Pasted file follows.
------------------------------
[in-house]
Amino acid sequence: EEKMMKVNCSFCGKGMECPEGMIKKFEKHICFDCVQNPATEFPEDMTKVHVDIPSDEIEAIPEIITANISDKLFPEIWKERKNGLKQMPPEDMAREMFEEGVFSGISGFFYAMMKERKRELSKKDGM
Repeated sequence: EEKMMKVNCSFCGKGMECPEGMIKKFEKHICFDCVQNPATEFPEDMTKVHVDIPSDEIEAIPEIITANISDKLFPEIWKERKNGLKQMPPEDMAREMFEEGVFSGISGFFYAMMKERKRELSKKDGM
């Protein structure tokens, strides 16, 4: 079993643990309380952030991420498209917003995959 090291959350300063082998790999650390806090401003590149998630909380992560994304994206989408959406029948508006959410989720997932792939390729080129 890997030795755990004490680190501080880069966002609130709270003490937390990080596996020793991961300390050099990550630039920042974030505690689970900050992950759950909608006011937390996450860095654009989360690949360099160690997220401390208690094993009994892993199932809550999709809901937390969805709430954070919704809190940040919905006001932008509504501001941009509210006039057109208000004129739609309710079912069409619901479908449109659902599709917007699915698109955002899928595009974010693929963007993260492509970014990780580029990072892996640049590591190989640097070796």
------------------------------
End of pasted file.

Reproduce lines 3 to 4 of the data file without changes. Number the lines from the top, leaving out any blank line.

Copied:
Repeated sequence: EEKMMKVNCSFCGKGMECPEGMIKKFEKHICFDCVQNPATEFPEDMTKVHVDIPSDEIEAIPEIITANISDKLFPEIWKERKNGLKQMPPEDMAREMFEEGVFSGISGFFYAMMKERKRELSKKDGM
């Protein structure tokens, strides 16, 4: 079993643990309380952030991420498209917003995959 090291959350300063082998790999650390806090401003590149998630909380992560994304994206989408959406029948508006959410989720997932792939390729080129 890997030795755990004490680190501080880069966002609130709270003490937390990080596996020793991961300390050099990550630039920042974030505690689970900050992950759950909608006011937390996450860095654009989360690949360099160690997220401390208690094993009994892993199932809550999709809901937390969805709430954070919704809190940040919905006001932008509504501001941009509210006039057109208000004129739609309710079912069409619901479908449109659902599709917007699915698109955002899928595009974010693929963007993260492509970014990780580029990072892996640049590591190989640097070796």